1. And the second lot came forth to Simeon, even for the tribe of the children of Simeon according to their families: and their inheritance was within the inheritance of the children of Judah.
1. Egressa est autem sors secunda ipsi Simeon, tribui filiorum Simeon per familias suas: et fuit haereditas eorum in medio haereditatis filiorum Jehuda.
2. And they had in their inheritance Beersheba, or Sheba, and Moladah,
2. Fuitque eis in haereditate eorum Beer-seba, et Seba, et Moladah,
3. And Hazarshual, and Balah, and Azem,
3. Et Hasar-sual, et Balah, et Asen,
4. And Eltolad, and Bethul, and Hormah,
4. Et Eltholad, et Bethul, et Hormah,
5. And Ziklag, and Bethmarcaboth, and Hazarsusah,
5. Et Siclag, et Beth-Marcaboth, et Hasarsusa,
6. And Bethlebaoth, and Sharuhen; thirteen cities and their villages:
6. Et Beth-Lebaoth, et Saruhen: urbes tredecim, et villae earum.
7. Ain, Remmon, and Ether, and Ashan; four cities and their villages:
7. Aim, Rimmon, et Ether, et Asan: urbes quatuor, et villae earum.
8. And all the villages that were round about these cities to Baalathbeer, Ramath of the south. This is the inheritance of the tribe of the children of Simeon according to their families.
8. Et omnes villae quae erant per circuitus urbium istarum usque ad Baalath-beer, Ramath Australem. Ista est haereditas tribus filiorum Simeon per familias suas.
9. Out of the portion of the children of Judah was the inheritance of the children of Simeon: for the part of the children of Judah was too much for them: therefore the children of Simeon had their inheritance within the inheritance of them.
9. De portione filiorum Jehuda facta fuit haereditas filiorum Simeon: erat enim portio filiorum Jehuda major ipsis; itaque haereditatem acceperunt filii Simeon in medio haereditatis eorum.
Next followed the lot of the tribe of Simeon, not as a mark of honor, but rather as a mark of disgrace. Jacob had declared with regard to Simeon and Levi, "I will divide them in Jacob, and scatter them in Israel." (Genesis 49:7) The punishment of Levi, indeed, was not only mitigated, but converted into an excellent dignity, inasmuch as his posterity were placed on a kind of watch-towers to keep the people in the paths of piety. In regard to Simeon, the dispersion of which Jacob prophesied, manifestly took place when certain cities within the territory of Judah were assigned to his posterity for their inheritance. For although they were not sent off to great distances, yet they dwelt dispersed, and as strangers in a land properly belonging to another. Therefore, on account of the slaughter which they had perpetrated with no less perfidy than cruelty, they were placed separately in different abodes. In this way the guilt of the father was visited upon his children, and the Lord ratified in fact that sentence which he had dictated to his servant. The truth of the lot also was clearly proven.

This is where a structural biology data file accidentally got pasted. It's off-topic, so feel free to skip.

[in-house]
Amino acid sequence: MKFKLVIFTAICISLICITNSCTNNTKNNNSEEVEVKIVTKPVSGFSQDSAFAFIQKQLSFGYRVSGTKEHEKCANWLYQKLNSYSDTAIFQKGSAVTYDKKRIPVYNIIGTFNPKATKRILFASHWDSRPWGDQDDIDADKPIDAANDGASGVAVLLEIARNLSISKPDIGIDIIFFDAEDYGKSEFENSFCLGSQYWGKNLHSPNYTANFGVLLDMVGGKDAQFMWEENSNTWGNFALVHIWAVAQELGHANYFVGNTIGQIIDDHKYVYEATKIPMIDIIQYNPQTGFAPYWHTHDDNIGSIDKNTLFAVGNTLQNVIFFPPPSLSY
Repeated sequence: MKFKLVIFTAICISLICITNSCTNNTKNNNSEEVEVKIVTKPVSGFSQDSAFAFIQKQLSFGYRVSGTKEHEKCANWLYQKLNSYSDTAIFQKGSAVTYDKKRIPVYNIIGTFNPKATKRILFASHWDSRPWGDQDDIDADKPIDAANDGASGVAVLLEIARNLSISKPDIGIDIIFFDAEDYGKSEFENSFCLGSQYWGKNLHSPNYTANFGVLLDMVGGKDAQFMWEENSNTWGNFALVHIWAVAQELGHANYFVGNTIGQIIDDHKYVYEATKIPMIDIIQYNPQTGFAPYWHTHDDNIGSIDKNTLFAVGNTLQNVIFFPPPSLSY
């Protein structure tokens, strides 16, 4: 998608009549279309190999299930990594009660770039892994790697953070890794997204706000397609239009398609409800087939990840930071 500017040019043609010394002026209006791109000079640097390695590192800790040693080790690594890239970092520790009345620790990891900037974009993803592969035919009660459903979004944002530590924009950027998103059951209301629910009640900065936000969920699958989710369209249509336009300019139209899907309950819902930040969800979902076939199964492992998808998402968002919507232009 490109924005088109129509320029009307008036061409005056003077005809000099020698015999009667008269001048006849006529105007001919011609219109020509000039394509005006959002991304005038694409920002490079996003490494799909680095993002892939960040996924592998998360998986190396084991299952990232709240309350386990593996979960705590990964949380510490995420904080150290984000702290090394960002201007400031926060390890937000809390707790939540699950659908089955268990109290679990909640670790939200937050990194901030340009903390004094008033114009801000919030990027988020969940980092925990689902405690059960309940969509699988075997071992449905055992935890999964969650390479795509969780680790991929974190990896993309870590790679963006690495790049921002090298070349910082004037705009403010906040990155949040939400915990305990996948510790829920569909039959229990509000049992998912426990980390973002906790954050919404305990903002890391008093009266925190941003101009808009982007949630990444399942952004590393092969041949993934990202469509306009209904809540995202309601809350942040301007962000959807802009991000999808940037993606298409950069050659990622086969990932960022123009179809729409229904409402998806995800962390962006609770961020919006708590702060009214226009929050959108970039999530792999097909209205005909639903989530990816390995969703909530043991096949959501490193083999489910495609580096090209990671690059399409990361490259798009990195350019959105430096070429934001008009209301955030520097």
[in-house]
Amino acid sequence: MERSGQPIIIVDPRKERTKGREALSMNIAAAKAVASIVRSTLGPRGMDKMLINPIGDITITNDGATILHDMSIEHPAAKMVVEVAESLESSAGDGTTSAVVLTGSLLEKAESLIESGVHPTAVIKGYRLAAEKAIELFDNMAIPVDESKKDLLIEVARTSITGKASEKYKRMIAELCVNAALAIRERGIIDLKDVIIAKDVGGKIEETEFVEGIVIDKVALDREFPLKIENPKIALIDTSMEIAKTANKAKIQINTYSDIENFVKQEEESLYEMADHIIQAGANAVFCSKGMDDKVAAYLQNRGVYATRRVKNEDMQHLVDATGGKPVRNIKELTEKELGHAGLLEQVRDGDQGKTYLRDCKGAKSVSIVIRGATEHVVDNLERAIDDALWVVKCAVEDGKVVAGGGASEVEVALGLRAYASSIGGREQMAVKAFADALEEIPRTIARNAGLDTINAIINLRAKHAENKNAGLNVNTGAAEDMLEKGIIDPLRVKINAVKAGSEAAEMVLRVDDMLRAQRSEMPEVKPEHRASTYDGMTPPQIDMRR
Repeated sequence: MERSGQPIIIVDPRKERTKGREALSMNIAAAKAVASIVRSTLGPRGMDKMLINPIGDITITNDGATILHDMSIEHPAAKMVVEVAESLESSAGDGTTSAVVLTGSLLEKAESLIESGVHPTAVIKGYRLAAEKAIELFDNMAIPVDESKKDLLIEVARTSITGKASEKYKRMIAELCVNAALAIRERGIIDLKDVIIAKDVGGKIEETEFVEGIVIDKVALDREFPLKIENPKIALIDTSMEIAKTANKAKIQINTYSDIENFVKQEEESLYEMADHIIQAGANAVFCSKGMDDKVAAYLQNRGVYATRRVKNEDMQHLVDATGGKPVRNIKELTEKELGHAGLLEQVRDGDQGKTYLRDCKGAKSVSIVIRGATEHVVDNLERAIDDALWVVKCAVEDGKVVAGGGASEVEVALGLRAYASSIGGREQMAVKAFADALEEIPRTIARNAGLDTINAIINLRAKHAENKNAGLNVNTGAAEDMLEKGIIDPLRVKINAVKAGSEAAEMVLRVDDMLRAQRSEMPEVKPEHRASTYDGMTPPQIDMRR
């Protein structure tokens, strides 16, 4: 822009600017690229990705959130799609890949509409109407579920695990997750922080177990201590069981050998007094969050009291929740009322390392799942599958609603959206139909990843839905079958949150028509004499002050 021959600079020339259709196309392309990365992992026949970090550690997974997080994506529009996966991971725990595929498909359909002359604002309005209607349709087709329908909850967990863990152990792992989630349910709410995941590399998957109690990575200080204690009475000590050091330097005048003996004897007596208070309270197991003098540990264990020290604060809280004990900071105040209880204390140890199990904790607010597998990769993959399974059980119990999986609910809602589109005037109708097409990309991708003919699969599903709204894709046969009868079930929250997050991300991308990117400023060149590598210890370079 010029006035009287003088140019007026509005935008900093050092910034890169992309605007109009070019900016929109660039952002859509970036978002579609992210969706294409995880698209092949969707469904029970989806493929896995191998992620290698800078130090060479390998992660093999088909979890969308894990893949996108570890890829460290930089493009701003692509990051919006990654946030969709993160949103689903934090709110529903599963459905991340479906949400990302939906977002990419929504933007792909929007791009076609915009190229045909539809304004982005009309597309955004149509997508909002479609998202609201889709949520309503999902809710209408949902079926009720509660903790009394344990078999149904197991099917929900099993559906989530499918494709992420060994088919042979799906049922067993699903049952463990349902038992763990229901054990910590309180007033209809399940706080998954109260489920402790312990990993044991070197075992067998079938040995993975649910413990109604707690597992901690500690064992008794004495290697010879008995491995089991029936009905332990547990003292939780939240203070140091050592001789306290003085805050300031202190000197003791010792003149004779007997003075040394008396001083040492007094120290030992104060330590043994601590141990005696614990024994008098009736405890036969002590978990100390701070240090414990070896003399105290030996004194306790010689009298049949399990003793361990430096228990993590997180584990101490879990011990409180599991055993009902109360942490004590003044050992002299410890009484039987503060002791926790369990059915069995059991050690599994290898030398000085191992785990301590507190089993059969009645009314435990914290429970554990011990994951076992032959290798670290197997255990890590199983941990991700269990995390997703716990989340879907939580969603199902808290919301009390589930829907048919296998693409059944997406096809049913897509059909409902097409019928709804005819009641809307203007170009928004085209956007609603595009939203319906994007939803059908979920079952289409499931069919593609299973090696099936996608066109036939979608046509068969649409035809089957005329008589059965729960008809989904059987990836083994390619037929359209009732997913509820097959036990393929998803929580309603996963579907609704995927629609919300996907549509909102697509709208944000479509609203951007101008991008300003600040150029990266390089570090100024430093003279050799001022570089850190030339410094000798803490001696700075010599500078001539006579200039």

In the circumstance of a certain portion being withdrawn from the family of Judah, we again perceive that though the dividers had carefully endeavored to observe equity, they had fallen into error, which they were not ashamed to correct as soon as it was discovered. And though they were guided by the Spirit, there is nothing strange in their having been partially mistaken, because God sometimes leaves his servants destitute of the spirit of judgment, and suffers them to act like men on different occasions, that they may not plume themselves too much on their clear-sightedness. We may add that the people were punished for their carelessness and confident haste, because they ought at the outset to have ascertained more accurately how much land could be properly assigned to each. This they neglected to do. Through their unskillful procedure, the children of Judah had received a disproportion accumulation of territory, and equity required that they should relinquish a part. It would also have been better for themselves to have their limits fixed with certainty at once than to be subjected to a galling spoliation afterwards. Add that each tribe had indulged the vain hope that its members would dwell far and wide, as if the land had been of unlimited extent.